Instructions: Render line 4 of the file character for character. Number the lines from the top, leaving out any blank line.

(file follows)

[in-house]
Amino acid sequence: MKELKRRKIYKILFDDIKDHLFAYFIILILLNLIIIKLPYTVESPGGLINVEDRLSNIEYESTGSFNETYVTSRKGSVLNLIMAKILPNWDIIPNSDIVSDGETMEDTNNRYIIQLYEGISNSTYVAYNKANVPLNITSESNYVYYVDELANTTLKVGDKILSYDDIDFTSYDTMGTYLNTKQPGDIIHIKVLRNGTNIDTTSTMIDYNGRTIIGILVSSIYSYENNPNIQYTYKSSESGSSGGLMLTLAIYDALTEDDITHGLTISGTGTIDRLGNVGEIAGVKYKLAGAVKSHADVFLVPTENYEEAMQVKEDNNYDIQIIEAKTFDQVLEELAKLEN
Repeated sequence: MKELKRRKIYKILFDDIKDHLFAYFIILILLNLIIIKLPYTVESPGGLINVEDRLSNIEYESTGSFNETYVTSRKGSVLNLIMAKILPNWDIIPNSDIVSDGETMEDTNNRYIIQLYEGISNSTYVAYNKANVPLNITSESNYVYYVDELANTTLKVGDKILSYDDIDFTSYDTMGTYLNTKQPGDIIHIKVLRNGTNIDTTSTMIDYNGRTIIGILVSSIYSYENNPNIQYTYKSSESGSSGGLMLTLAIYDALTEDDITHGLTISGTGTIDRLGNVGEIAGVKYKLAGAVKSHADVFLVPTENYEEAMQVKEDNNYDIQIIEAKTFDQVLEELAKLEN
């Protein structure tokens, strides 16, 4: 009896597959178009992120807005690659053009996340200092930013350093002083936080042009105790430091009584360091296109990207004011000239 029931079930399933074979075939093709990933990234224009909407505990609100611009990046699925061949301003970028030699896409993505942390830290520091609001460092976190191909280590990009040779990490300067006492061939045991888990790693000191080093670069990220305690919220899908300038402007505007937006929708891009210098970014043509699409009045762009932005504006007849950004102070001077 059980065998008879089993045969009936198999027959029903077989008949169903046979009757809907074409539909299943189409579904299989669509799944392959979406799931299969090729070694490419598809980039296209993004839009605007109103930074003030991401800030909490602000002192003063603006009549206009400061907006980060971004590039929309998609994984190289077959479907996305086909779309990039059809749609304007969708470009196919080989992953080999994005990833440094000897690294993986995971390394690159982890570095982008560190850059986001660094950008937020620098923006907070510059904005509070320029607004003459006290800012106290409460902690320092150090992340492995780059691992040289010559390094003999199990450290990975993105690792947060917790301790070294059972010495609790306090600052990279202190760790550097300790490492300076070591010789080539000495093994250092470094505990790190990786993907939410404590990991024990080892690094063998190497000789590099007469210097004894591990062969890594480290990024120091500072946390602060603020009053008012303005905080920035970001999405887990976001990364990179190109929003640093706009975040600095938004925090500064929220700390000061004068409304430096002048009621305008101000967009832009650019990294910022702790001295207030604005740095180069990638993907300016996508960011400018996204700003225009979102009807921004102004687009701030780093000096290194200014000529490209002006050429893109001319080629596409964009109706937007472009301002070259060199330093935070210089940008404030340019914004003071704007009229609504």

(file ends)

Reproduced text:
């Protein structure tokens, strides 16, 4: 009896597959178009992120807005690659053009996340200092930013350093002083936080042009105790430091009584360091296109990207004011000239 029931079930399933074979075939093709990933990234224009909407505990609100611009990046699925061949301003970028030699896409993505942390830290520091609001460092976190191909280590990009040779990490300067006492061939045991888990790693000191080093670069990220305690919220899908300038402007505007937006929708891009210098970014043509699409009045762009932005504006007849950004102070001077 059980065998008879089993045969009936198999027959029903077989008949169903046979009757809907074409539909299943189409579904299989669509799944392959979406799931299969090729070694490419598809980039296209993004839009605007109103930074003030991401800030909490602000002192003063603006009549206009400061907006980060971004590039929309998609994984190289077959479907996305086909779309990039059809749609304007969708470009196919080989992953080999994005990833440094000897690294993986995971390394690159982890570095982008560190850059986001660094950008937020620098923006907070510059904005509070320029607004003459006290800012106290409460902690320092150090992340492995780059691992040289010559390094003999199990450290990975993105690792947060917790301790070294059972010495609790306090600052990279202190760790550097300790490492300076070591010789080539000495093994250092470094505990790190990786993907939410404590990991024990080892690094063998190497000789590099007469210097004894591990062969890594480290990024120091500072946390602060603020009053008012303005905080920035970001999405887990976001990364990179190109929003640093706009975040600095938004925090500064929220700390000061004068409304430096002048009621305008101000967009832009650019990294910022702790001295207030604005740095180069990638993907300016996508960011400018996204700003225009979102009807921004102004687009701030780093000096290194200014000529490209002006050429893109001319080629596409964009109706937007472009301002070259060199330093935070210089940008404030340019914004003071704007009229609504």